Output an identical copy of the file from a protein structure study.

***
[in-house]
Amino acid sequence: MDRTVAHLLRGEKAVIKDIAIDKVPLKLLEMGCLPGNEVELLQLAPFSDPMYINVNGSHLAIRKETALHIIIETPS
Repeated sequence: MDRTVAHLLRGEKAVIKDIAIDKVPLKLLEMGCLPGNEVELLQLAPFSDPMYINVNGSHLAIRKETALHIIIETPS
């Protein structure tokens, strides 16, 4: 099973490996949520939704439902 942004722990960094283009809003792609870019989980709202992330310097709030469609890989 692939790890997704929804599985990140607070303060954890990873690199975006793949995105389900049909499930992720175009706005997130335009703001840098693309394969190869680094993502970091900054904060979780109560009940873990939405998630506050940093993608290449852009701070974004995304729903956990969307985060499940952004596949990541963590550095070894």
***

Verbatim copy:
[in-house]
Amino acid sequence: MDRTVAHLLRGEKAVIKDIAIDKVPLKLLEMGCLPGNEVELLQLAPFSDPMYINVNGSHLAIRKETALHIIIETPS
Repeated sequence: MDRTVAHLLRGEKAVIKDIAIDKVPLKLLEMGCLPGNEVELLQLAPFSDPMYINVNGSHLAIRKETALHIIIETPS
């Protein structure tokens, strides 16, 4: 099973490996949520939704439902 942004722990960094283009809003792609870019989980709202992330310097709030469609890989 692939790890997704929804599985990140607070303060954890990873690199975006793949995105389900049909499930992720175009706005997130335009703001840098693309394969190869680094993502970091900054904060979780109560009940873990939405998630506050940093993608290449852009701070974004995304729903956990969307985060499940952004596949990541963590550095070894």